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Criminal recklessness code covers firing gun into car

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A car is a “place people are likely to gather,” the Indiana Court of Appeals ruled Tuesday, unanimously affirming a Class C felony criminal recklessness conviction and eight-year sentence for a man who fired a gun into car in which a former gang ally was a passenger in Goshen.

In Jon E. Garcia v. State of Indiana, 20A04-1202-CR-257, Jon Garcia, a member of the Vatos Locos gang, argued that the court erred in denying his motion for a directed verdict under Indiana Trial Rule 50(A). He also argued that I.C. 35-42-2-2(c)(3)(A) defines criminal recklessness as a Class C felony if “it is committed by shooting a firearm into an inhabited dwelling or other building or place where people are likely to gather.” Garcia argued a car didn’t meet that definition.

“We conclude that a vehicle can be a ‘place’ as contemplated by the criminal recklessness statute,” Judge Michael Barnes wrote in a unanimous opinion. “Further, we have no difficulty holding that a vehicle can be a ‘place where people are likely to gather.’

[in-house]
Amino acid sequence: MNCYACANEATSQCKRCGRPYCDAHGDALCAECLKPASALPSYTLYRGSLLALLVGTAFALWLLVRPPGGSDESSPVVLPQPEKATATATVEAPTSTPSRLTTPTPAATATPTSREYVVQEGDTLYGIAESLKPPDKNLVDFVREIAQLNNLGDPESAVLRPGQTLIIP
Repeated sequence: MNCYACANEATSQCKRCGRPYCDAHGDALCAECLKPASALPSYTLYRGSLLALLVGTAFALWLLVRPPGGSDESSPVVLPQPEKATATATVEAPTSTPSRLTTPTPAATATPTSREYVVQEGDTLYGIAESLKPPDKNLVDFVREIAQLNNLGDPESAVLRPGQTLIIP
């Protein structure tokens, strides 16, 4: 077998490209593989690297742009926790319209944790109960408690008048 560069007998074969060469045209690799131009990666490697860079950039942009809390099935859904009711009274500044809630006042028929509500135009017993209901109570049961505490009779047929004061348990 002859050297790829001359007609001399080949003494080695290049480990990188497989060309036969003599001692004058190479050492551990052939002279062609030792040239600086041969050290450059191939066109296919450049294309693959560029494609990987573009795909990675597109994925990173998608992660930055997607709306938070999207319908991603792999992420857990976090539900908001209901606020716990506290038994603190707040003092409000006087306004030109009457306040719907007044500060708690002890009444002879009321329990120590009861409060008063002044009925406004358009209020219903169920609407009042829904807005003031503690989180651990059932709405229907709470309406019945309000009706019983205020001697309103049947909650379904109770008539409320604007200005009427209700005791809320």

“As a result, the trial court properly denied Garcia’s motion for directed verdict,” Barnes wrote.



 

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  1. Frankly, it is tragic that you are even considering going to an expensive, unaccredited "law school." It is extremely difficult to get a job with a degree from a real school. If you are going to make the investment of time, money, and tears into law school, it should not be to a place that won't actually enable you to practice law when you graduate.

  2. As a lawyer who grew up in Fort Wayne (but went to a real law school), it is not that hard to find a mentor in the legal community without your school's assistance. One does not need to pay tens of thousands of dollars to go to an unaccredited legal diploma mill to get a mentor. Having a mentor means precisely nothing if you cannot get a job upon graduation, and considering that the legal job market is utterly terrible, these students from Indiana Tech are going to be adrift after graduation.

  3. 700,000 to 800,000 Americans are arrested for marijuana possession each year in the US. Do we need a new justice center if we decriminalize marijuana by having the City Council enact a $100 fine for marijuana possession and have the money go towards road repair?

  4. I am sorry to hear this.

  5. I tried a case in Judge Barker's court many years ago and I recall it vividly as a highlight of my career. I don't get in federal court very often but found myself back there again last Summer. We had both aged a bit but I must say she was just as I had remembered her. Authoritative, organized and yes, human ...with a good sense of humor. I also appreciated that even though we were dealing with difficult criminal cases, she treated my clients with dignity and understanding. My clients certainly respected her. Thanks for this nice article. Congratulations to Judge Barker for reaching another milestone in a remarkable career.

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